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A Practical Guide to the Law Relating to Food

Food Law‘A Practical Guide to The Law Relating to Food’ provides something for everyone, from food business owners seeking a general overview of key compliance issues, to food professionals wanting a quick refresher on specific topics, to students wanting to see how the theory plays out in the real world and, possibly, to others, with no more than a passing interest in how food law affects them.

by Ian Thomas


Published: July 2018

These days it is easy to find what the law says but perhaps harder to find an explanation of what it means in practice; this book helps to provide that explanation.

The primary aim of everyone involved in the legislation, regulation, enforcement, application and interpretation of food law is to protect consumers. The book is therefore not written from the perspective of the regulator or the business operator; it approaches the subject from a neutral standpoint providing guidance on legal compliance and enforcement and, where possible, how to achieve best practice.

Subjects covered in the book include; general principles of food law, food safety and hygiene, food information and labelling, nutrition and health claims, traceability, withdrawal and recalls, enforcement and prosecutions. There is also a chapter on the approach to sentencing in food law cases in England and Wales having regard to the Definitive Sentencing Guideline.

The implications of the United Kingdom leaving the European Union continue to be fraught uncertainty and therefore the book does no more than make passing reference to some of the general issues relevant to post-Brexit food law.

As this is not intended to be a food law textbook and readers will be pleased to note that detailed references to legislation and case law are kept to a minimum and used only where necessary to explain the regulatory regime applicable to the subject under discussion.

The book exhibits a ‘bias’ towards UK law and practice, and perhaps more specifically to England and Wales, there are some references to Irish law.

Although law is country-specific, the way food law is applied in practice is more universal. In addition to the UK and Ireland, ‘A Practical Guide to The Law Relating to Food’ will be relevant to readers in other jurisdictions in Europe and perhaps even further afield.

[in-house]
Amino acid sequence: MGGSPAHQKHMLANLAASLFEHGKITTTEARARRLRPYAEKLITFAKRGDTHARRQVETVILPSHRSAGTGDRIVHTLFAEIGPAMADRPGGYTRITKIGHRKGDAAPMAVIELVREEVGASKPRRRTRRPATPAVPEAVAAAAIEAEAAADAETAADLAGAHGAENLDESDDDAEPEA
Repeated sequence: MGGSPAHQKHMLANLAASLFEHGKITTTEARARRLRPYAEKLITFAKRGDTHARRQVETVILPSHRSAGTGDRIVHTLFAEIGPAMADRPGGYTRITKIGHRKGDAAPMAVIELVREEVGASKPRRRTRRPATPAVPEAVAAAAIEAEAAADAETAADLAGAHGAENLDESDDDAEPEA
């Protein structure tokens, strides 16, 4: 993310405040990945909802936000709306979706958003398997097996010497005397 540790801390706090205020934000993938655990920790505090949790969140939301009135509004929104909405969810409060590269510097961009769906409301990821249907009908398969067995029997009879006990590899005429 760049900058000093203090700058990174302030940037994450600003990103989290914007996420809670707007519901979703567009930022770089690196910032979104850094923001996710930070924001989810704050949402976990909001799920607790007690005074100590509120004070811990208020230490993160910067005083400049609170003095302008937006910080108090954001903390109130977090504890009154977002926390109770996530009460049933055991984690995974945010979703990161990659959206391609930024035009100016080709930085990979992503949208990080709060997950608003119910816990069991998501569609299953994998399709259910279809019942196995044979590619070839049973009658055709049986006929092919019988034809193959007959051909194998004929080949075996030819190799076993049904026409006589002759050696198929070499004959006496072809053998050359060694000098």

Ian Thomas specialises in the law relating to food and non-food consumer products.

He is a dual qualified lawyer practising in England and Wales and in the Republic of Ireland.

Ian advises on all aspects of food law and practice including new product development, general compliance issues, enforcement actions, appeals and prosecutions, as well as representing clients in courts and tribunals.

He works with clients in the UK, Ireland, Europe and globally and as a barrister he accepts instructions directly from clients under the Bar’s Public Access Scheme.

Ian presents at lectures and seminars and he provides practical skills training to non-lawyers on matters such as evidence gathering and preparing to go to court. He is a consultant trainer with La Touche Training.

Ian is an elected Fellow of the Society of Food Hygiene and Technology.

He is a member of the following organisations; Food Law Group, the Certification Committee of Excellence Ireland Quality Association, the Food Safety Professionals Association, the Course Committee of the Food Regulatory Affairs and Veterinary Public Health programmes at Ulster University and University College Dublin, the Institution of Occupational Safety and Health, the Bar of England and Wales and the Law Society of Ireland.


Chapter One – General Principles of Food Law
Chapter Two – Food Safety
Chapter Three – Food Hygiene
Chapter Four – Labelling and Food Information to Consumers
Chapter Five – Nutrition and Health Claims
Chapter Six – Traceability, Withdrawal and Recall
Chapter Seven – Enforcement
Chapter Eight – Criminal Prosecutions
Chapter Nine – Sentencing
Chapter Ten – Conclusion With a Comment About Brexit!

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